Copy of `New York Times - Business and Finance Glossary`

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New York Times - Business and Finance Glossary
Category: Economy and Finance
Date & country: 11/09/2007, USA
Words: 2680

An upper and lower limit on the interest rate on a floating-rate note.

Assets than can be repossessed if a borrower defaults.

Collateral trust bonds
A bond in which the issuer (often a holding company) grants investors a lien on stocks, notes, bonds, or other financial asset as security. Compare mortgage bond.

Collection float
The negative float that is created between the time when you deposit a check in your account and the time when funds are made available.

Collection fractions
The percentage of a given month's sales collected during the month of sale and each month following the month of sale.

Collection policy
Procedures followed by a firm in attempting to collect accounts receivables.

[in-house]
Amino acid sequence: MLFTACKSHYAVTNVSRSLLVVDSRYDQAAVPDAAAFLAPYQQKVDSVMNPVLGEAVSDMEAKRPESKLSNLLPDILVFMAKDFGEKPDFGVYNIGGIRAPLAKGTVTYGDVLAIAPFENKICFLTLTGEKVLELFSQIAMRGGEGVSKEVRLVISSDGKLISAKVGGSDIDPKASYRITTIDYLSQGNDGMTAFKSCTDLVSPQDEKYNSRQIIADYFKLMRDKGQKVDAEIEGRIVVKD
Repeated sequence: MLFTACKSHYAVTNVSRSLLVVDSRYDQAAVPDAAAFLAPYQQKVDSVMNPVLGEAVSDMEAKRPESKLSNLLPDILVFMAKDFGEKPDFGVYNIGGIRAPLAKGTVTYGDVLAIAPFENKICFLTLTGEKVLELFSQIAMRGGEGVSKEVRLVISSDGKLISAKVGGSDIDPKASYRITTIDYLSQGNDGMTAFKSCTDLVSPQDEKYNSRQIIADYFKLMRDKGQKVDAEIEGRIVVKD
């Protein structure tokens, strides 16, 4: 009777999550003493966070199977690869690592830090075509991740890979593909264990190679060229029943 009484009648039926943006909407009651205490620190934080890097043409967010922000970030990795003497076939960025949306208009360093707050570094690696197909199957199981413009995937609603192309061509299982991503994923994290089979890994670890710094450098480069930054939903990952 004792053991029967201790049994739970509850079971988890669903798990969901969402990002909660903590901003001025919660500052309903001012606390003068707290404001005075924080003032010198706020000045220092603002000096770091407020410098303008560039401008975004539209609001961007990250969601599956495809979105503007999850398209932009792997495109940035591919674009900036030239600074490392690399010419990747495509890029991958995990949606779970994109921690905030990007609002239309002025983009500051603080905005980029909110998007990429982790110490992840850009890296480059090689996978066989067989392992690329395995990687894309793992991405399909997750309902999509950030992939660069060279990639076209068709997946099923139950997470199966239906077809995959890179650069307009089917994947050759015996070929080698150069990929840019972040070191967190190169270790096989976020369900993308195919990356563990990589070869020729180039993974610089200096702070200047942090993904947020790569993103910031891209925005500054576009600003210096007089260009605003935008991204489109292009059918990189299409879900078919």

Collective wisdom
The combination of all of the individual opinions about a stock's or security's value.

A bank that ranks just below a lead manager in a syndicated Eurocredit or international bond issue. Comanagers may assist the lead manger bank in the pricing and issue of the instrument.

Combination matching
Also called horizon matching, a variation of multiperiod immunization and cash flow matching in which a portfolio is created that is always duration matched and also cash-matched in the first few years.

Combination strategy
A strategy in which a put and with the same strike price and expiration are either both bought or both sold. Related: Straddle

Commercial draft
Demand for payment.

Commercial paper
Short-term unsecured promissory notes issued by a corporation. The maturity of commercial paper is typically less than 270 days; the most common maturity range is 30 to 50 days or less.

Commercial risk
The risk that a foreign debtor will be unable to pay its debts because of business events, such as bankruptcy.